The Human Microbiome Project, a research initiative by the US National Institutes of Health (2008-2017), investigated the role of microbial flora in human health and disease. Info adapted from https://en.wikipedia.org/wiki/Human_Microbiome_Project
Giulia Tomasello (IT), born in 1990, is an interaction designer and researcher specializing in wearables, biotechnology, and material finishes. She is currently Research Assistant in Interactive Wearables at Nottingham Trent University. In the past two years she has been investigating the potential of biotechnology and living materials, proposing a biological and sustainable alternative for electronic textiles. She considers herself a maker and explorer, using materiality to question and communicate the boundaries between technology and our bodies. By designing alternative scenarios and acting as a creative thinker, Giulia questions our notions of wellbeing to develop innovative tools in the intersection of medical and social sciences. These intersections are enabled by her multidisciplinary collaborations and the symbiosis between her creative and scientific work, generating knowledge exchange and social integrations in healthcare.
Designer and creator: Giulia Tomasello
Graduate project from Material Futures Master Course
Central Saint Martins College of Art & Design
External expert: Biologist Arian Mirzarafie-Ahi
Future Flora (Video)
Film, editing and art direction, designer: João Gil
Sound/Music: Anne Queffelec – Eric Satie, Gnossienne n4
Girl Biophilia (Documentary)
Creative direction and production: Maja Zupano
Director of photography: Jan Vrhovnik
Production design: Maja Zupano
1st AC: Kash Khan
Production assistant: Max Celar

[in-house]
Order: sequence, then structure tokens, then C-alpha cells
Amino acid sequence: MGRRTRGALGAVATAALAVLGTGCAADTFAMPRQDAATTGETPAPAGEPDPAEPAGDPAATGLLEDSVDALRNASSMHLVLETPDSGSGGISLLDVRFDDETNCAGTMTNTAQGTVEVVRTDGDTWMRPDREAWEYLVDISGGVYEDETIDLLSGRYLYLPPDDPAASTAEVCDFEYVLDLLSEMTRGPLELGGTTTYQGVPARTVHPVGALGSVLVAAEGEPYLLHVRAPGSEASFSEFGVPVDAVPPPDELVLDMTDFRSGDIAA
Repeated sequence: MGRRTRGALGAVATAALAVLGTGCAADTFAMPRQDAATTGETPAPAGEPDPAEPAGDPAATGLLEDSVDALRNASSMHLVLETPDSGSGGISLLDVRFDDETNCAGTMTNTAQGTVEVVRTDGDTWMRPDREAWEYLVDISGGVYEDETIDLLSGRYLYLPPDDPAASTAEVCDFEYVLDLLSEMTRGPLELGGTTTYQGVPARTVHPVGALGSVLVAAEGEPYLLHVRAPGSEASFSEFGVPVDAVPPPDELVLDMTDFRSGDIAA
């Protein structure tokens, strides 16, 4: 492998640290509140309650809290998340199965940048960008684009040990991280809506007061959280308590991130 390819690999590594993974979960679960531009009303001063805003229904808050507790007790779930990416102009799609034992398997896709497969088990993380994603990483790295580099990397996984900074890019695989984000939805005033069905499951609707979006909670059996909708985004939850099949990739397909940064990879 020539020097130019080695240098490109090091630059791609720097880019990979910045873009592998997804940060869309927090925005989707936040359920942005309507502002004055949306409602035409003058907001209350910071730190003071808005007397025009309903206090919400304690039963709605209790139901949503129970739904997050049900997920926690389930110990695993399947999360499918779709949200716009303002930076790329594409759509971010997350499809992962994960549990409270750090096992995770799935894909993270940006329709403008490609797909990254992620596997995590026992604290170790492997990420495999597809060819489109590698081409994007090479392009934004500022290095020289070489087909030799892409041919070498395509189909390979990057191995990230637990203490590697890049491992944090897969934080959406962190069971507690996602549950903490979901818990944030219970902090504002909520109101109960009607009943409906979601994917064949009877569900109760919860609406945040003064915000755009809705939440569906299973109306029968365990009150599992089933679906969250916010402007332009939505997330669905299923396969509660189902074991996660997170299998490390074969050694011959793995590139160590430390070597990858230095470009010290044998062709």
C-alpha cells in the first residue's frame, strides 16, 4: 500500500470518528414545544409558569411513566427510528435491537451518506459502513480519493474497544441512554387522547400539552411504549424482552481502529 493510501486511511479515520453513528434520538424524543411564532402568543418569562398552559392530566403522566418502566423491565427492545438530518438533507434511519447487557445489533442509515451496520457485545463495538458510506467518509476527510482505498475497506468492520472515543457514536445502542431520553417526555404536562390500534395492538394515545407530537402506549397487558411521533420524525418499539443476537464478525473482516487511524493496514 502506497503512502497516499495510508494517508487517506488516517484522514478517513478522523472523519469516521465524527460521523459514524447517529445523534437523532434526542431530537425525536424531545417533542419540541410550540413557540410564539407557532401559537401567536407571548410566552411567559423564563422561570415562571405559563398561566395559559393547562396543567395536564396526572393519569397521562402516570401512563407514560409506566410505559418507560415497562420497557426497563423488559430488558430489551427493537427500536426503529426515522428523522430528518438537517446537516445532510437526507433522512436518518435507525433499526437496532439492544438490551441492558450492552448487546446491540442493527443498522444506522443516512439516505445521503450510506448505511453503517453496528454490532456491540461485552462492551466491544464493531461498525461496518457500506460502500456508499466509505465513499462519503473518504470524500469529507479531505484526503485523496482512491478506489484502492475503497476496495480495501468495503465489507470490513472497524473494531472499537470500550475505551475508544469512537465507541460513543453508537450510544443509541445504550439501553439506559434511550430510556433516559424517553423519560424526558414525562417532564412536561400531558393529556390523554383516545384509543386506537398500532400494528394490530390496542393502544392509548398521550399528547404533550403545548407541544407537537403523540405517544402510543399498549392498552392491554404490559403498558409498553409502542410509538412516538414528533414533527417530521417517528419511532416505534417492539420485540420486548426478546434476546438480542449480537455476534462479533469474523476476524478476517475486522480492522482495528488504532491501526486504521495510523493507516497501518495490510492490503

Lighting: Jan Vrhovnik
Styling: Martina Rocca
Boom operator: Julia Hardecka
Music composer: Joseph Daly
Sound design: Julia Hardecka
Location and talent scout: Maja Zupano
Film editing: Maja Zupano
Color grading: Jan Vrhovnik
CAST THE GIRLS
Sharondeep Kaur Johal
Designer and creator: Giulia Tomasello
Science communicator, founder at The A Level Biologist: Arian Mirzarafie-Ah
Through the thick digital forest, there was a distinctive and loud call for returning to nature, attention to life, biology, the self, the body—especially empowering the female body and its sexuality which came as no surprise after a year of #MeToo. Responding to this collective consciousness wave, the jury agreed that Future Flora embraced the issues of reclaiming female power—with DIY and no shame—in a way that could prove empowering to others seeking to find a voice. Interaction designer Giulia Tomasello brings to the forefront issues that the medical community should consider in their production of pharmaceuticals for women. This project also engages the public to consider feminine hygiene and the surrounding taboos. It makes us think differently about bacteria in general—important in times of overuse of antibiotics and antiseptics that are destroying the ecological balance. With the advent of scientific research into the microbiome, the designer asks how we feel about the idea that we consist almost entirely of bacteria. Many existing thrush treatments include a whole host of chemicals that cure yeast infections but also destroy good bacteria, making things worse for women. In her own words, Giulia explains that “the kit has been designed to allow women to establish, nurture and harvest their very own personal skin flora at home, becoming not only consumers but also active participants in their own health and wellbeing.” Digital technologies are tricking us into an immaterial world made out of shining data. As Digital Ghosts, we are hallucinating about being almighty, even immortal under the sun of a God-like AI. Giulia Tomasello forces us to lower our gaze from the digital heaven to the most vulnerable female body part—the vagina. With Future Flora she demonstrates this vulnerability as a strength, using the embodied openness as a medium between internal and external organisms, creating in this way what she calls ‘Future Flora’. Future Flora provides a clear and loud signal that ‘Future’ is not only ‘Digital’. The STARTS Prize Jury got Giulia’s eye-opening message: there is a huge potential for innovation in the European spirit, but we must not forget that it is our bodily existence that fuels the imagination.